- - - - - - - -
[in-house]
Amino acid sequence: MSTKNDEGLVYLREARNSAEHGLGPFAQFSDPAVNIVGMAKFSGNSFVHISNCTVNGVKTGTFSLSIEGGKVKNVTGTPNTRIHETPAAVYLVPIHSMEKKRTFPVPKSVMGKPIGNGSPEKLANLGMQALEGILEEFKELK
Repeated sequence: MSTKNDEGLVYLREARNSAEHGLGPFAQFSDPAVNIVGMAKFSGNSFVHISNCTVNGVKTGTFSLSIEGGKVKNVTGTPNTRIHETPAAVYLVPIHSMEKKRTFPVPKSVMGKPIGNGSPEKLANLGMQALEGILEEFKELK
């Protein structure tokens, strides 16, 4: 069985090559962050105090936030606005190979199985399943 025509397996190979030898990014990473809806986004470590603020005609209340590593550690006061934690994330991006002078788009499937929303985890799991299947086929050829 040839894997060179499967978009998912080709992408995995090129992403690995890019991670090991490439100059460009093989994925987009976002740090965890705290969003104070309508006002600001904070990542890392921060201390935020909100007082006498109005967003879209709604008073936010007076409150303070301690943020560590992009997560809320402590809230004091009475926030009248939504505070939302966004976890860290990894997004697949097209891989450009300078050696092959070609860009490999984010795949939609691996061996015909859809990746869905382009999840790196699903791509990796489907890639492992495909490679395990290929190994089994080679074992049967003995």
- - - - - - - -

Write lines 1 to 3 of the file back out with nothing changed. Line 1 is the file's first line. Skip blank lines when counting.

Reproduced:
[in-house]
Amino acid sequence: MSTKNDEGLVYLREARNSAEHGLGPFAQFSDPAVNIVGMAKFSGNSFVHISNCTVNGVKTGTFSLSIEGGKVKNVTGTPNTRIHETPAAVYLVPIHSMEKKRTFPVPKSVMGKPIGNGSPEKLANLGMQALEGILEEFKELK
Repeated sequence: MSTKNDEGLVYLREARNSAEHGLGPFAQFSDPAVNIVGMAKFSGNSFVHISNCTVNGVKTGTFSLSIEGGKVKNVTGTPNTRIHETPAAVYLVPIHSMEKKRTFPVPKSVMGKPIGNGSPEKLANLGMQALEGILEEFKELK